Plus ça change

18th August 2022

One year ago, large swathes of Europe were suffering from the aftermath of severe flooding. Transport routes were heavily disrupted, hampering supply of raw materials and finished steel goods. A shortage of truck drivers prevented a full-scale switch from river to road transport. 

Steel mills, mainly by choice, had not fully restored production, following cuts introduced during the first Covid-19 wave. European domestic steel availability was at a low level. Nonetheless, necessary plant maintenance took place, as scheduled. 

EU and UK safeguard measures had been extended, restricting access to imports. 

Transport difficulties, tight supply and limited imports combined to support elevated steel product values. Solid margins provided the basis for “green” technological investment. 

One year ago, automotive forecasts, for the second half of the year, were strong. 

This summer, prolonged dry weather has reduced major European rivers to streams. Levels in the Rhine are as low as 30cm. Carrying capacity of barges is cut to around thirty percent.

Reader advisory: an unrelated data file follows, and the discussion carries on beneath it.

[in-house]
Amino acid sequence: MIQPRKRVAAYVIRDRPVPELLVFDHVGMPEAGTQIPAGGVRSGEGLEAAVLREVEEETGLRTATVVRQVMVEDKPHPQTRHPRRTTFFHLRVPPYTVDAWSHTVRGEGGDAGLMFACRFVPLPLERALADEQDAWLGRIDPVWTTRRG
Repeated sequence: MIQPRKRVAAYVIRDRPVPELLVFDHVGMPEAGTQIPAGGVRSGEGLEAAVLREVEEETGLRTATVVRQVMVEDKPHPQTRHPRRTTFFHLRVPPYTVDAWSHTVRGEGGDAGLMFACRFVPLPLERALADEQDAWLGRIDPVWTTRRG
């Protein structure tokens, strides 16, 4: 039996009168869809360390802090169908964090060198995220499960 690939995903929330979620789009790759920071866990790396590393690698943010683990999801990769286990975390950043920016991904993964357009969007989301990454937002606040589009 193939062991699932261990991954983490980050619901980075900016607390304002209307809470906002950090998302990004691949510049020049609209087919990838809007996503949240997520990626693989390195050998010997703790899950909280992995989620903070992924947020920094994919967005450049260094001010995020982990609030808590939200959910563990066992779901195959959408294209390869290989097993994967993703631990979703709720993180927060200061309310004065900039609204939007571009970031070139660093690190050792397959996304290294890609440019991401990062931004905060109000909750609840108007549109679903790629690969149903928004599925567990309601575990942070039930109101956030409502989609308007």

At the same time, increased coal imports into Germany, via Antwerp and Rotterdam, to boost electricity generation, are exerting further pressure on water routes. Road transport still cannot fill the gap. 

The impact of Covid-19 on industry has lessened, although there is concern for further disruption as winter approaches.  

Steel producers are restricting production capacity, amid ongoing weakness in demand. Despite planned maintenance, mills are seeking orders as intake falls and delivery lead times reduce. 

European safeguard measures remain in place. Ports, however, are full of imported steel, adding to stocks in the supply chain. 

Elevated inventories, reduced demand and improved availability continue to exert downward pressure on prices. Mill margins are close to break-even, and some investments are on hold. 

This summer, automotive forecasts, for the second half of the year, are strong. 

The Russian invasion of Ukraine, in late February 2022, provided an immense shock to European steel prices, as long-standing supply routes disappeared overnight.  

Unsurprisingly, panic buying caused a spike in transaction values. Once new sources became established, steel prices tumbled, dragged down faster by reduced demand. 

The automotive industry is held by many to be the potential saviour of the steel market. Large mill volumes are destined, directly and indirectly, to vehicle manufacture.  

Last year, output failed to recover, in the continued absence of semiconductors. Signs of a pickup are visible, but these are sporadic and regional in nature.  

As ever, auto holds its cards close to its chest while steel suppliers hope for rapid improvement. 

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